Just Curious: What's the norm for 1st Communion for your Diocese/Parish?

I am curious because I have a 1st Communion in another diocese which is very different compared to my own.

:Last year my oldest niece received her 1st Communion in this one diocese. It was during regular Sunday Morning Mass. The students sat with their parents and immediate family members.

Compare this to my 2nd niece who received her 1st communion three days ago in my diocese (Lincoln, Nebraska).

Her 1st Communion was a Sunday afternoon Mass (counted for Sunday Mass). The 2nd graders sat together, boy-girl-boy-girl. Their parents sat behind them. The children read the General Intercessions and had a special mediation song after they received communion. They received 1st, then their parents did behind them).

Which did I find felt more special for my niece? The one that was three days ago. Why? Because it FELT that way. Probably because it was similar to when I received my 1st communion, except mine was a Saturday morning and I don’t think we had a special song (its been 22 years).

My nephew is having his 1st communion the 26th. And it’ll be during Sunday morning Mass.

My niece (the one who received last year) wanted to know why the kids were receiving on the tongue on Sunday. I had read a flyer @ my brother’s house that for 1st communion, the children would receive on the Tongue, and would be taught the proper manners on how to receive in the hand, if they choose, for the future.

What’s your parish like? I’m just curious to see how many parishes / dioceses want to make it special (Niece #2)…

First Communion is already special. The bells and whistles, depending on how they are done, can serve to take the attention away from the holiness of the Sacrament.

In some parishes, children are taught to receive in the hand. In other parishes, children and their parents can make the decision together. In a few parishes, children are encouraged to receive on the tongue in order to help prevent abuse of the Blessed Sacrament. In parishes centered around Traditional Latin Mass, everyone receives on the tongue.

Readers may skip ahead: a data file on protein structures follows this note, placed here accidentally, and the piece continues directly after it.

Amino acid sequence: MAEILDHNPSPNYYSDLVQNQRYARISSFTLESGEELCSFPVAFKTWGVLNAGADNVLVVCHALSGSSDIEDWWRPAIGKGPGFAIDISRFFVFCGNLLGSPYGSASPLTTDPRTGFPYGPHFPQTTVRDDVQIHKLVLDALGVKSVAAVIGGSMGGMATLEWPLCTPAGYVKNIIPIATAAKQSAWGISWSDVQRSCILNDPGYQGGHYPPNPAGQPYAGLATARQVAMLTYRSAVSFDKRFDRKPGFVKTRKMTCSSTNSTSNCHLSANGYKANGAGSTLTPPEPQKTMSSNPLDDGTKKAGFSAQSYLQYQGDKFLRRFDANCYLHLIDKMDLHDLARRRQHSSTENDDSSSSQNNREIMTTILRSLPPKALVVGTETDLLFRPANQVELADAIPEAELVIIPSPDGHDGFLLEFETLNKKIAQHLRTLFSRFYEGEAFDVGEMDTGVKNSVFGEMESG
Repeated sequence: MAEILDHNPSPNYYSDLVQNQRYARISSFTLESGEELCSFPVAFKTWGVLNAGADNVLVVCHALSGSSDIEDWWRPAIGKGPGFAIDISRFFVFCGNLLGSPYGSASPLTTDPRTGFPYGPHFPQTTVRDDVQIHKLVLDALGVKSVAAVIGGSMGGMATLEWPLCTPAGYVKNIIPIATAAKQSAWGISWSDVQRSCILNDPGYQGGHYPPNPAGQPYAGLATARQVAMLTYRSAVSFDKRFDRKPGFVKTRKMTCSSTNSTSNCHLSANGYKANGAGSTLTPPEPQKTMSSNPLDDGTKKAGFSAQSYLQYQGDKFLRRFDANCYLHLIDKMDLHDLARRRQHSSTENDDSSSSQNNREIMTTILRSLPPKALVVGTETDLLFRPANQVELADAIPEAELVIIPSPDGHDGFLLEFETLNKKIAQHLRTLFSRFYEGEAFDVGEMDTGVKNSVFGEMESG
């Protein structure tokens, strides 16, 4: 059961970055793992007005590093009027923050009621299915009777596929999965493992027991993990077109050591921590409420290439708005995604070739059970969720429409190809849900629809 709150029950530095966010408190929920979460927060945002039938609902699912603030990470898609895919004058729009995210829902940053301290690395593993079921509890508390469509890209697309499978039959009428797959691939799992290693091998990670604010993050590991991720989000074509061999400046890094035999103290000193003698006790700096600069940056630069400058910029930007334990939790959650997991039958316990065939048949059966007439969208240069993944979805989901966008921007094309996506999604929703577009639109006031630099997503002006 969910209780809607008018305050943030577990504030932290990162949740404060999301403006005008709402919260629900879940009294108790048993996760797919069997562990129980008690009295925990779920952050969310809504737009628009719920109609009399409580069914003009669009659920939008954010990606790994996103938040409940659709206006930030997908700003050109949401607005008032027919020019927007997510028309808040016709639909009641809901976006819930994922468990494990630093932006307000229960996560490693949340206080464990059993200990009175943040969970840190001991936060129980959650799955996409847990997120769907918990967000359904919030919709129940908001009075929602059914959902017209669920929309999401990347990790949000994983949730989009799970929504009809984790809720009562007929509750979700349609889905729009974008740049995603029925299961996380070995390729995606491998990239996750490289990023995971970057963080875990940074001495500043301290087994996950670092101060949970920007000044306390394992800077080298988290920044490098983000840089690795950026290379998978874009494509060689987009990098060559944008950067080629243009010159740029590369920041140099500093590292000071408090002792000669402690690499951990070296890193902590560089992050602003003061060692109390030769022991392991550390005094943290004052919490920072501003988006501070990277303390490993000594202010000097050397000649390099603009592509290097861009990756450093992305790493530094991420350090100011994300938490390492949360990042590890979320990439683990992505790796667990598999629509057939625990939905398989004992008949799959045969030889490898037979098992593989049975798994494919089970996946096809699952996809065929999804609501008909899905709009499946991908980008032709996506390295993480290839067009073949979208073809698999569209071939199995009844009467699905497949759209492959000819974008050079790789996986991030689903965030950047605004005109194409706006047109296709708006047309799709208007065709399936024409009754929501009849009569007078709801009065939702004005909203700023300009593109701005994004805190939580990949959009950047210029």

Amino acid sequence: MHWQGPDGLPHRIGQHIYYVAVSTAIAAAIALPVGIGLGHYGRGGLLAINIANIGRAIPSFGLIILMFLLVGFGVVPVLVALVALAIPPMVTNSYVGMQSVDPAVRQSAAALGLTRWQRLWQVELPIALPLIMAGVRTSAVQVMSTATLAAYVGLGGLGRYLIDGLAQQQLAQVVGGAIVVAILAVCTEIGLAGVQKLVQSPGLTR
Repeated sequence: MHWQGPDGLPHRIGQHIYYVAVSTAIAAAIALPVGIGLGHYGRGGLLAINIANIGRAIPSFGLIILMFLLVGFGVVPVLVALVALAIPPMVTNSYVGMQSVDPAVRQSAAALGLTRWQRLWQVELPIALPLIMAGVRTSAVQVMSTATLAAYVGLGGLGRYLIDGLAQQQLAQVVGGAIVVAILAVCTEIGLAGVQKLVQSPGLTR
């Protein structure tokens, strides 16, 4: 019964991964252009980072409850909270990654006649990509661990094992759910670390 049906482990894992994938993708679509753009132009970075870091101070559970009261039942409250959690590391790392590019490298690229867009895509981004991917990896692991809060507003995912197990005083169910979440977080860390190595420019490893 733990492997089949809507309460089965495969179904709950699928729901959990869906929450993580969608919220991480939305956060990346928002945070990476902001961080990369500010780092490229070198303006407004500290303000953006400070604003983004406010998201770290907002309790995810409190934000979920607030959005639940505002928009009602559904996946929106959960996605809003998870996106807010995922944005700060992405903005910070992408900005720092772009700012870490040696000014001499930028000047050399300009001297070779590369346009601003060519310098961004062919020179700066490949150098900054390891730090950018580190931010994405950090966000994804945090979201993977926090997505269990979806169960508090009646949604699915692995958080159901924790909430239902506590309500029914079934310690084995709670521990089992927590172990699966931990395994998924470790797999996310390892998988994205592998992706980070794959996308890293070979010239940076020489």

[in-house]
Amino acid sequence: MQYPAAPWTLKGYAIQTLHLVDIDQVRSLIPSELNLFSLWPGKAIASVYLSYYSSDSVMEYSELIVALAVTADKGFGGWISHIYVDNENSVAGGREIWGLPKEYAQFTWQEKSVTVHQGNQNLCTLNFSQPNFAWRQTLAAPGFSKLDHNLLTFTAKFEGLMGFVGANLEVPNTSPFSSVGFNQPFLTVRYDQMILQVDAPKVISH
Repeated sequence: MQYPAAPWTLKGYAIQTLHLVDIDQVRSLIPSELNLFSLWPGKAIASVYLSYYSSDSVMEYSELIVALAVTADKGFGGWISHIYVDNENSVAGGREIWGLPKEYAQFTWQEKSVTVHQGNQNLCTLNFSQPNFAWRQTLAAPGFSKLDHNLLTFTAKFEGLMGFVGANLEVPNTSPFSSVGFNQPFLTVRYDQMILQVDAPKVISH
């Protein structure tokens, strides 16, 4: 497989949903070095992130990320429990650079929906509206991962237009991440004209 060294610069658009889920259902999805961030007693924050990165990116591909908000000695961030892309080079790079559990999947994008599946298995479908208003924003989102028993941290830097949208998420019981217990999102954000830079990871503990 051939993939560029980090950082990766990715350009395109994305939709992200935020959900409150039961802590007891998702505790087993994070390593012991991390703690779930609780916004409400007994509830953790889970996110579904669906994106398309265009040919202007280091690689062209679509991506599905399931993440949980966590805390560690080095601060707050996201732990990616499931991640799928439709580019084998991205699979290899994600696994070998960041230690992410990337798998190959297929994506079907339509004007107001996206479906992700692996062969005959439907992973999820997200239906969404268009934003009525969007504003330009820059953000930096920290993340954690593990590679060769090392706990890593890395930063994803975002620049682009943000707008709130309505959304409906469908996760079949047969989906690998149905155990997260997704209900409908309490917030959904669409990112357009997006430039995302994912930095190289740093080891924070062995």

My parish has a couple Masses on a Saturday morning (since there is a school there are lots of kids). The kids say the readings and intercessions, bring the gifts at the offertory. Our pastor also invites the kids to come back with their families to the Sunday Mass (many of them wear their dress/suits again) and they receive an acknowledgement during that Mass too.

In our parish they receive their First Communion at the Sunday Mass. This year it’s at the anticipated Sunday Mass on May 9. It’s a community celebration and I think it’s appropriate to do it within the community’s regular celebration.

Our children sit with their families but they are called up individually to receive and go up accompanied by their family.

Unfortunately, the children are only taught to receive in the hand. I’m not sure they would receive on the tongue even if they were taught since in our parish only 4 people do that and they are considered ‘overly pious’ and it’s attributed to the fact that they are from a different culture. :frowning:

Our oldest made her First Communion in a parish where the parents were responsible for preparing the children. When we felt that they were adequately prepared they met with the pastor for an interview and, with his permission, received Communion at the next Sunday Mass.

Several of the children also brought the gifts up for Offertory. In fact, during offertory when the offering baskets are passed around, the girls and boys did this, too.

BTW, I don’t think it takes away from the Sacrament to have special Eucharist related songs or greater participation in the Mass by the students (such as offertory gifts or reading the General Intercessions).

In our dioceses and the one nearby both have First Communion Masses on Saturday. The majority of the parishes have schools so there are several Masses that day or over a couple of Saturdays for the larger parishes.

At my particular parish, there have been a couple of occassions where some children will make their First Communion on Sunday at the regular Mass. I never was sure as to why it was done this way, but it hasn’t happened since we got our new pastor.

Our parish does it with a special Mass (which fills the church). The children sit in front and receive first. They do the readings and bring the gifts forward. Both of my children’s First Communions were like this. They had theirs on a Sunday afternoon. The most recent group (new pastor) had theirs on a Saturday morning.

Back in the early 70’s when I was in 1st grade, I received my First Communion one Sunday during a regular Mass. I think my parents told the priest it was my first time. I remember that I had a yellow dress that my mom had made and the elastic in the sleeves was too tight. Other than that…

I think by the time my little brother came along a couple of years later, they received it as a class…

Although I had received at a separate Mass and so did my children, I have reconsidered the rationale for that. What has happened is that First Communion day has turned into an extravangaza and a time to showcase the kids. I did my doctoral dissertation on this topic. In a comusmer oriented society, this feeds right into it…the dress, the party, limos to the church (yes it happens). The focus is not on receiving Jesus. I can go on and on with regard to the things I find problematic, from the kids proclaiming the readings to some parishes having the kids stand around the altar, to the dreaded bringing the kids up to sing a “special song” after communion.